CS 1025 02 Computational Modeling and Simulation - online section

  1. Flocking Birds and Waggle Dancing Bees - is done.

  2. The take home Final Exam questions are ALL DONE.

    Email attachments to jacobson@cs.uni.edu or turn in at CS office (305 ITTC) or $ office door (307 ITTC). ITTC is old East Gym. My office and CS dept office is top floor, corner nearest the Union.

    Or turn in part or all during the final exam period at 10 a.m. Wednesday morning in Lang 213 classroom/lab. It is NOT due until Friday at 6 p.m. however, so no pressure to finish it before Wednesday or before all your other finals are all done.

  3. Old Ghostbusters Model Building material is useful to look at, but there is a link to it from Flocking Birds and Waggle Dancing Bees page. SEE LIST ITEM #5 and the parallels between the first FOUR steps of problem solving and Model Building. Analyze, Formulate, Solve, Verify. waggle.txt and ghost.txt

Last assignment: Monte Carlo 10 questions. Throwing darts to determine area's by estimating proportions.

Ungraded Practice Quiz to take on November 6th, 7th or 8th on http://www.uni.edu/elearning. 16 questions, but everyone gets SIXTEEN POINTS for just doing it as a homework.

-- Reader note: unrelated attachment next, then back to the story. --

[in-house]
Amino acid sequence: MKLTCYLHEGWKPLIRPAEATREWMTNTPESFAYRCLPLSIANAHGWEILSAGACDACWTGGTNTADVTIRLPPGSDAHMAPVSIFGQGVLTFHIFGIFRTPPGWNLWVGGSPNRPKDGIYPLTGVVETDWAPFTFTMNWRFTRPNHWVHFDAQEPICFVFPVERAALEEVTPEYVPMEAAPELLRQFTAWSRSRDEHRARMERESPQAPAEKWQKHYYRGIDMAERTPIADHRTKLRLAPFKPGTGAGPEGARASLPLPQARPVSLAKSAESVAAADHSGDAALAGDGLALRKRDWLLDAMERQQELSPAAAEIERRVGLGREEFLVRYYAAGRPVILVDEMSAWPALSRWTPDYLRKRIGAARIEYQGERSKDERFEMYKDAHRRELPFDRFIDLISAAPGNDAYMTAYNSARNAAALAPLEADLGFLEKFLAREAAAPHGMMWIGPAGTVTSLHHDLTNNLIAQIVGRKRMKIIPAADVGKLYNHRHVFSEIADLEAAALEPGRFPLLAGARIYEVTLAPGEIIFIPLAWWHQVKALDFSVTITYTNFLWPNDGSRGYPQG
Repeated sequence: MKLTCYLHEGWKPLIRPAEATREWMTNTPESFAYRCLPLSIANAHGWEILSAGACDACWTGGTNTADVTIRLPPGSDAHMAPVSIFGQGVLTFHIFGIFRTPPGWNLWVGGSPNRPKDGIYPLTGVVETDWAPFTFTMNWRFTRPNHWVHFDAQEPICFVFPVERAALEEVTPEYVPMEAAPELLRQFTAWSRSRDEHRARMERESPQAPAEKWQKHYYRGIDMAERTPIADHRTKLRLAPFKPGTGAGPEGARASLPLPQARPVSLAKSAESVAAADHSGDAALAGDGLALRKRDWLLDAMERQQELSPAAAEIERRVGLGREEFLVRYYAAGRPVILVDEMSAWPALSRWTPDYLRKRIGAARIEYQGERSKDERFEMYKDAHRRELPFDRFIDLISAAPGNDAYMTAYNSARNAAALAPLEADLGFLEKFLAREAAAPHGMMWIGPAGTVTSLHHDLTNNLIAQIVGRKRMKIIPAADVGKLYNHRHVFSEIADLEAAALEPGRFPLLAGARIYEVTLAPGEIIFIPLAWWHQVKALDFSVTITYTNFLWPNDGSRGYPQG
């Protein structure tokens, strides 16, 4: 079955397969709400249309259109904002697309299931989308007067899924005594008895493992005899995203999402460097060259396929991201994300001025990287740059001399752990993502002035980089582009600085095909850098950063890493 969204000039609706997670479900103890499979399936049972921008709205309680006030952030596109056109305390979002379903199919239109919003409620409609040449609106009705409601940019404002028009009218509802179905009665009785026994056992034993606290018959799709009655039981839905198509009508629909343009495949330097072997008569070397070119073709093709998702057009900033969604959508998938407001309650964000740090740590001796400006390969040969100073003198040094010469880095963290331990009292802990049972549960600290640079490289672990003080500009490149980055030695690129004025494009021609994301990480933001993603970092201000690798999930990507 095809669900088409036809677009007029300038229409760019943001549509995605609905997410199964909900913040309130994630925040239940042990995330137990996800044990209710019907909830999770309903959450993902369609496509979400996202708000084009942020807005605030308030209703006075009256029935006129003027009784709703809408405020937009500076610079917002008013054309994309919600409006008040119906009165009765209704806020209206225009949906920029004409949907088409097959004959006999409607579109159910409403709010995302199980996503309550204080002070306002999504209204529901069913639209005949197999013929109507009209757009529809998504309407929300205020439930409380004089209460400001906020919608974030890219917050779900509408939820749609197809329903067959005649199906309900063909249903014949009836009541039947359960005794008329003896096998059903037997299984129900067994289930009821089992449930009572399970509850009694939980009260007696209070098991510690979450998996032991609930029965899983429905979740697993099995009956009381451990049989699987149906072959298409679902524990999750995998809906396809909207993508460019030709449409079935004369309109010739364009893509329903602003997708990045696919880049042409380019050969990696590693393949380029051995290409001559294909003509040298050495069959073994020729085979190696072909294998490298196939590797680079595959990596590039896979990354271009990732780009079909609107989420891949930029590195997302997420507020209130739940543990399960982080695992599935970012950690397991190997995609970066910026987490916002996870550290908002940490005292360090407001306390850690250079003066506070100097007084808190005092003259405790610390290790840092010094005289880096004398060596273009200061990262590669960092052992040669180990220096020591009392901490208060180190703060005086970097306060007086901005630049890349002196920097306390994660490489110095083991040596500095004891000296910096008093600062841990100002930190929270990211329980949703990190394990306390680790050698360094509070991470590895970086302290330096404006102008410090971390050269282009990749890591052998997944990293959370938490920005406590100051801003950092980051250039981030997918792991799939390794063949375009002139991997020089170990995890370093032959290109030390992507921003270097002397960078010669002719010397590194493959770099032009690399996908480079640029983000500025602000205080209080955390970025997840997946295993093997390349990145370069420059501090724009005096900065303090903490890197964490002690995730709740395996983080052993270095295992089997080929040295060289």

Blackboard Discussion Forum and NetLogo reading/writing assignment.

Physics and Chemistry: GasLab Maxwell's Demon assignment.

Assignment Two: Readings questions from Resnick book, Turtles, Termites and Traffic Jams.

Due Thursday 09/15/2011 - from 6 free preview pages at amazon.com if you do not have the book yet.

Future assignment: to be modified, NOT assigned yet. Look it over and try item 2 or item ! if you wish.

  1. The class syllabus was handed out for the 9 MWF face to face class. (I am working on the syllabus for the ONLINE class - THIS IS NOT THE ONLINE SYLLABUS!!!!).

  2. This class will start using UNI eLearning and Blackboard sometime during the 3rd week of class. You will receive email, but will be able to link UNI eLearning right here or from www.uni.edu/eLearning when it is ready too. Until that is ready, we'll use this page and receive and send email from and to jacobson@cs.uni.edu.

  3. The textbook is Turtles, Termites and Traffic Jams by Resnick. As of late Thursday afternoon, September 1st, the bookstore still had two used copies available.

    www.amazon.com link to textbook: Turtles, Termites, and Traffic Jams by Mitchel Resnick. NOTE: Use Search inside this book link to read pages 3 through 8 (First Pages) of the book, if you do NOT have it yet.